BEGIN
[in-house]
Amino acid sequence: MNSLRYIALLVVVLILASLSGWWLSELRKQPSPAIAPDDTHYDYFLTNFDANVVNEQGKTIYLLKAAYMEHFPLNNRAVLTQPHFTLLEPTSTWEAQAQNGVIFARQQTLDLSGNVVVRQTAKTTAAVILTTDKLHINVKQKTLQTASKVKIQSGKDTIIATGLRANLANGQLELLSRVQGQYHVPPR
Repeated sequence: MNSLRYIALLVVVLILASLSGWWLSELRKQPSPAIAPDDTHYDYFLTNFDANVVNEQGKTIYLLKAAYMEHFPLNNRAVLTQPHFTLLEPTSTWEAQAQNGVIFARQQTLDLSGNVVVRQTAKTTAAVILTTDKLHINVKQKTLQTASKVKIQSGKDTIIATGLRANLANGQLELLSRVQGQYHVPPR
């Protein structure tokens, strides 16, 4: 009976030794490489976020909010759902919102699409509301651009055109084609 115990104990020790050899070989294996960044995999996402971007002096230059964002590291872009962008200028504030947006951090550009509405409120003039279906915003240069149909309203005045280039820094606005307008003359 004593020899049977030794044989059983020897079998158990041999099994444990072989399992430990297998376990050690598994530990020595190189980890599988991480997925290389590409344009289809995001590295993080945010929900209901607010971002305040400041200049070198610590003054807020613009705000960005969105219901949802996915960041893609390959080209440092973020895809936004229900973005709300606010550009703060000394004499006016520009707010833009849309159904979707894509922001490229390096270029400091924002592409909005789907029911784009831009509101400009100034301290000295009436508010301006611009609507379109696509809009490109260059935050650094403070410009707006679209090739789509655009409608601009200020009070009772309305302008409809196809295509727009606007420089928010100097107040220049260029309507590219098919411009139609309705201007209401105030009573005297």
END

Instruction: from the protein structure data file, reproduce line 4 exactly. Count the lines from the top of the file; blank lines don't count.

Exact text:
């Protein structure tokens, strides 16, 4: 009976030794490489976020909010759902919102699409509301651009055109084609 115990104990020790050899070989294996960044995999996402971007002096230059964002590291872009962008200028504030947006951090550009509405409120003039279906915003240069149909309203005045280039820094606005307008003359 004593020899049977030794044989059983020897079998158990041999099994444990072989399992430990297998376990050690598994530990020595190189980890599988991480997925290389590409344009289809995001590295993080945010929900209901607010971002305040400041200049070198610590003054807020613009705000960005969105219901949802996915960041893609390959080209440092973020895809936004229900973005709300606010550009703060000394004499006016520009707010833009849309159904979707894509922001490229390096270029400091924002592409909005789907029911784009831009509101400009100034301290000295009436508010301006611009609507379109696509809009490109260059935050650094403070410009707006679209090739789509655009409608601009200020009070009772309305302008409809196809295509727009606007420089928010100097107040220049260029309507590219098919411009139609309705201007209401105030009573005297």